The medical humanitarian organisation, Doctors Without Borders (MSF) is providing psychological and medical support to scores of women, men and children affected by the conflict in the Tana Delta region.
Since September 2012, MSF has been carrying out both individual and group therapy sessions to affected persons suffering mainly from insomnia, mutism, palpitations, hallucinations and loss of appetite due to loss and grief. In more extreme cases, some patients have become suicidal or homicidal. In the past four months, MSF counsellors have attended to over 1874 people in group sessions and more than 50 in individual sessions in targeted camps. The organisation has been conducting sessions in schools and has trained about 30 teachers in four schools and more than 40 health workers on different aspects of psychological counselling.
“Women are the most affected as they are haunted by memories of their children being burned alive. Others fear being separated from their children, or having to deal with displacement and homelessness”, says MSF nurse and counsellor Elizabeth Olela. “For example, one of my patients told me how she was unable to escape with all her children. When she went back for her two year old son, she watched in utter helplessness as people set him alight.”
MSF teams have witnessed first hand the effect that the violence and displacement is having on children in the area. The organisation has set up group and individual sessions in various schools in order to support distressed pupils. Some group sessions include teachers who apart from getting psycho-social counselling themselves, are consequently trained to be able to provide therapy to pupils in need. “Sometimes, it is difficult to complete a session because the school children are filled with emotions,” remarks Elizabeth Olela. “Some children suffer from Selective Mutism, that is, they stop talking. Others can’t sleep and this affects their performance in school.”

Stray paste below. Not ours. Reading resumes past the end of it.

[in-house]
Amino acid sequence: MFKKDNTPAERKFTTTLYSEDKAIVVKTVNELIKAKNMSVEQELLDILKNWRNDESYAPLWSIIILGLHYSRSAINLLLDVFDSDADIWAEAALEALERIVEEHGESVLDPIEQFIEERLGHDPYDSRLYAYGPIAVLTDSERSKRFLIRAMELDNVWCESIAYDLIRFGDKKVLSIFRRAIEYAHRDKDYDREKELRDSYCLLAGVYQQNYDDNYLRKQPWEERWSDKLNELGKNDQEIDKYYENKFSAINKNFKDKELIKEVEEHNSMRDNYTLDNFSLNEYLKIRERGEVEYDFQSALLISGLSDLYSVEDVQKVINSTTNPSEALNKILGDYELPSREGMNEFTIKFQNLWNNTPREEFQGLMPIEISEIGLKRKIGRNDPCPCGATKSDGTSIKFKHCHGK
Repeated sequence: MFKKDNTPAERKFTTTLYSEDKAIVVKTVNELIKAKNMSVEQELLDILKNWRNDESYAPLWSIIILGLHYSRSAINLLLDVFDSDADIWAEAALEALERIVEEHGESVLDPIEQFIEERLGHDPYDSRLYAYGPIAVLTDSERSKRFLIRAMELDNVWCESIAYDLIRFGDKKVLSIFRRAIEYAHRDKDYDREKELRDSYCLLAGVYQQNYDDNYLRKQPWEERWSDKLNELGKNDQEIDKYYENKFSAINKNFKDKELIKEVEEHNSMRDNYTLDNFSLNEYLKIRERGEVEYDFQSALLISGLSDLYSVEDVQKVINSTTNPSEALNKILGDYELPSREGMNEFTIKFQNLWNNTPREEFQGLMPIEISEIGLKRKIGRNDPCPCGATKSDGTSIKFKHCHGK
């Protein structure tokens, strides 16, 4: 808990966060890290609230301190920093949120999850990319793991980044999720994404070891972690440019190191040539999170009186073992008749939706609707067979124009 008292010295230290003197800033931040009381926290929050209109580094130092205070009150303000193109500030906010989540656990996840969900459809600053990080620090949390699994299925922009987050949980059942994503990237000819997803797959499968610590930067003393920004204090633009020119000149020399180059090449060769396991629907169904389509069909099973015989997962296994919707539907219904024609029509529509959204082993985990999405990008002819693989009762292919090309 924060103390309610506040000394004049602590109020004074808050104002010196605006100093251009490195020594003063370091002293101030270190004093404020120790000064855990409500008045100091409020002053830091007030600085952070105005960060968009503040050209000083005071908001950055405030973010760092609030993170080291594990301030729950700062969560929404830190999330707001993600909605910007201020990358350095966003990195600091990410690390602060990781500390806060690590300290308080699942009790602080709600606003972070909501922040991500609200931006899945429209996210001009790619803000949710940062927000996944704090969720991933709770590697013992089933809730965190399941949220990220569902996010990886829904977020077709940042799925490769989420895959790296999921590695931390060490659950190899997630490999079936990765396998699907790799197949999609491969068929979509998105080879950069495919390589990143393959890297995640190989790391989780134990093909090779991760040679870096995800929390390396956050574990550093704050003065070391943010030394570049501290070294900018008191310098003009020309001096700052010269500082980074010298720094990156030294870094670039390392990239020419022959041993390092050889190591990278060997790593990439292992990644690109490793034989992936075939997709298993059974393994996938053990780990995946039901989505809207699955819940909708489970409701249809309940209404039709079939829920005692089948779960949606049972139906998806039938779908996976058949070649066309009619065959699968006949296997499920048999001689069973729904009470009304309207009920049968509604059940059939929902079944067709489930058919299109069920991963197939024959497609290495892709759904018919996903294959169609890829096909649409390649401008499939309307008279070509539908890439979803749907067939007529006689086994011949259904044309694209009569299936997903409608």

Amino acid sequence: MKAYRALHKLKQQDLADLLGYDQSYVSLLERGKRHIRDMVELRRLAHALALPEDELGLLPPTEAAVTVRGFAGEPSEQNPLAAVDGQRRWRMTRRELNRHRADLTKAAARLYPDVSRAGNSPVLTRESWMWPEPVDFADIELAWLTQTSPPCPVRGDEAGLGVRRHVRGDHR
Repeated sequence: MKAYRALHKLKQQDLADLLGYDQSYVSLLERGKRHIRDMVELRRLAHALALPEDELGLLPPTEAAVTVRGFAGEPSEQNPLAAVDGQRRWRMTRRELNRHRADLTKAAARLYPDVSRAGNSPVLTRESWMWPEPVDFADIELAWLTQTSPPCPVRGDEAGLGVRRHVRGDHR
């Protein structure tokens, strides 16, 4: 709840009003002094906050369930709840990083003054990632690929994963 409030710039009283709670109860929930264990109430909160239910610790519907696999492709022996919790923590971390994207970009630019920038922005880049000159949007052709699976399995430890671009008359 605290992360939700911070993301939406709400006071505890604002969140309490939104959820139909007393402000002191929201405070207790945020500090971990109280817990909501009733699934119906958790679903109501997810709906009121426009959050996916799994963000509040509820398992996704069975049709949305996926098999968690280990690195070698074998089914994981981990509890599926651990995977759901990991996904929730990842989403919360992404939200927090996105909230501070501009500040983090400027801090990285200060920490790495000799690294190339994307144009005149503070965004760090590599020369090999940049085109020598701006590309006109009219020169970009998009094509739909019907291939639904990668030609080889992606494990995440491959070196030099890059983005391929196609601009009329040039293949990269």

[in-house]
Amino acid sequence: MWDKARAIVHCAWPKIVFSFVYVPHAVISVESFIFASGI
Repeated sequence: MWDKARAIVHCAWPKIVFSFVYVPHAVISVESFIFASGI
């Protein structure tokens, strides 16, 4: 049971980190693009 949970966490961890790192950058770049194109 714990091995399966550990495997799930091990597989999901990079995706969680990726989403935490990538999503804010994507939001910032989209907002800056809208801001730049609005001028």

MSF is also concerned that the fear of further attacks is preventing sick and injured people from going to medical centres. The organisation has set up mobile clinics in IDP camps and in remote areas in order to provide essential medical assistance to displaced people. Giving basic medical care also allows medical staff to identify and assist patients in need of psychological support.
Dr. Joke Van Peteghem, the MSF Regional Health Advisor emphasises, “Our teams are focused on equipping people with coping mechanisms, so that they are able to deal with not only the current situation they face but also future violence that may occur in this volatile region.”
Some 200 people have been killed, hundreds injured and more than 2500 families displaced from their homes since August 2012. Health facilities have also been vandalised. Despite affirmations of improved security in the area, the situation remains precarious and the fear of a retaliation and consequent conflict is very much alive in the population, leading to the deterioration of both the physical and mental health of the population.
MSF is currently providing medical assistance to victims of this week’s attacks in Tana Delta. The medical organisation has been working in Kenya since 1987 and presently has projects in Kibera, Mathare, Homa Bay and Daadab refugee camp. MSF also responds to various medical emergencies in the country.